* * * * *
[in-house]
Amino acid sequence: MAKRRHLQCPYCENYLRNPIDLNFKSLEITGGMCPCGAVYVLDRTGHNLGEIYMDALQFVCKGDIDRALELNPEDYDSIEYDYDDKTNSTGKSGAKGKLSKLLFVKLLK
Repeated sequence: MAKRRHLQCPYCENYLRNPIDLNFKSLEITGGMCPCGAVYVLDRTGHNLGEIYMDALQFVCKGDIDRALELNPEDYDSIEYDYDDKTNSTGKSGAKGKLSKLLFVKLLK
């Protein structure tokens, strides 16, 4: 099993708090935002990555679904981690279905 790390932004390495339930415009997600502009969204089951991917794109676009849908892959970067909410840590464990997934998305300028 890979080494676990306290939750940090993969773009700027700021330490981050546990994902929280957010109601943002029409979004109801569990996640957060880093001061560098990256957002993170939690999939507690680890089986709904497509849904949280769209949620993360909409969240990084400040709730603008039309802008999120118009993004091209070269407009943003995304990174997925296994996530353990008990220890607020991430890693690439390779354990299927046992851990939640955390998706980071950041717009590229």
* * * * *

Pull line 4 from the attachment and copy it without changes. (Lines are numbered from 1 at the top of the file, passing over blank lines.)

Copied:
């Protein structure tokens, strides 16, 4: 099993708090935002990555679904981690279905 790390932004390495339930415009997600502009969204089951991917794109676009849908892959970067909410840590464990997934998305300028 890979080494676990306290939750940090993969773009700027700021330490981050546990994902929280957010109601943002029409979004109801569990996640957060880093001061560098990256957002993170939690999939507690680890089986709904497509849904949280769209949620993360909409969240990084400040709730603008039309802008999120118009993004091209070269407009943003995304990174997925296994996530353990008990220890607020991430890693690439390779354990299927046992851990939640955390998706980071950041717009590229």